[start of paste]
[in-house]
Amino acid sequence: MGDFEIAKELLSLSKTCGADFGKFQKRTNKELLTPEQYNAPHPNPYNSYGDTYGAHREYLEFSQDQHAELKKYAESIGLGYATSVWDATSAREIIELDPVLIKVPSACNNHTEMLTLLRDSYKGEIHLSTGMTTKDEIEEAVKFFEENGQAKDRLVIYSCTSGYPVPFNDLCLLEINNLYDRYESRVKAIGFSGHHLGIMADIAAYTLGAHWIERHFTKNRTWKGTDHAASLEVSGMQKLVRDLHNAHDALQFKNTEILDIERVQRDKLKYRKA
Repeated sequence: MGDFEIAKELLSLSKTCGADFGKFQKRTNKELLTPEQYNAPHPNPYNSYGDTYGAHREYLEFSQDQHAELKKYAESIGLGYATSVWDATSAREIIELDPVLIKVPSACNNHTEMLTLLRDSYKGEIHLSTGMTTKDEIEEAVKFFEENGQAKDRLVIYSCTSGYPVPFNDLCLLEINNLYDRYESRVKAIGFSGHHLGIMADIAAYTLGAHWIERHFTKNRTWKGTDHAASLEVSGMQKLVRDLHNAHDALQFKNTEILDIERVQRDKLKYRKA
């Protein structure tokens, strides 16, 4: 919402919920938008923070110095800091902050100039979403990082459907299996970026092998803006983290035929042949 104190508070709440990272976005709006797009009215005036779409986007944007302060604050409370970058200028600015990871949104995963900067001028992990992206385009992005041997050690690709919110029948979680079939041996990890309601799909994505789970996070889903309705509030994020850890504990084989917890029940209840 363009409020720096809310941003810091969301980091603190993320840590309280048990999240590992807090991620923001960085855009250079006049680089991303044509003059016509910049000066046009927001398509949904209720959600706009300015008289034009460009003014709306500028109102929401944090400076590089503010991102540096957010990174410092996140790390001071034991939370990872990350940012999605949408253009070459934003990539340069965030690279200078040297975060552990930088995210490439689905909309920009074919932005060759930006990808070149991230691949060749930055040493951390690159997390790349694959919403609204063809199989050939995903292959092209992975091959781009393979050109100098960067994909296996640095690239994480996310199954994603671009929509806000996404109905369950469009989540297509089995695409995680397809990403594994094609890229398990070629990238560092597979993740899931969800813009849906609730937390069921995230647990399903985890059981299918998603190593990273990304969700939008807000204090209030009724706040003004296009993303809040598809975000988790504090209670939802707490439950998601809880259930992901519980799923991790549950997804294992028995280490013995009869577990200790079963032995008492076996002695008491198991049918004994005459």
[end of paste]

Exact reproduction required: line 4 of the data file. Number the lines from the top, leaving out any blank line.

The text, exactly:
């Protein structure tokens, strides 16, 4: 919402919920938008923070110095800091902050100039979403990082459907299996970026092998803006983290035929042949 104190508070709440990272976005709006797009009215005036779409986007944007302060604050409370970058200028600015990871949104995963900067001028992990992206385009992005041997050690690709919110029948979680079939041996990890309601799909994505789970996070889903309705509030994020850890504990084989917890029940209840 363009409020720096809310941003810091969301980091603190993320840590309280048990999240590992807090991620923001960085855009250079006049680089991303044509003059016509910049000066046009927001398509949904209720959600706009300015008289034009460009003014709306500028109102929401944090400076590089503010991102540096957010990174410092996140790390001071034991939370990872990350940012999605949408253009070459934003990539340069965030690279200078040297975060552990930088995210490439689905909309920009074919932005060759930006990808070149991230691949060749930055040493951390690159997390790349694959919403609204063809199989050939995903292959092209992975091959781009393979050109100098960067994909296996640095690239994480996310199954994603671009929509806000996404109905369950469009989540297509089995695409995680397809990403594994094609890229398990070629990238560092597979993740899931969800813009849906609730937390069921995230647990399903985890059981299918998603190593990273990304969700939008807000204090209030009724706040003004296009993303809040598809975000988790504090209670939802707490439950998601809880259930992901519980799923991790549950997804294992028995280490013995009869577990200790079963032995008492076996002695008491198991049918004994005459």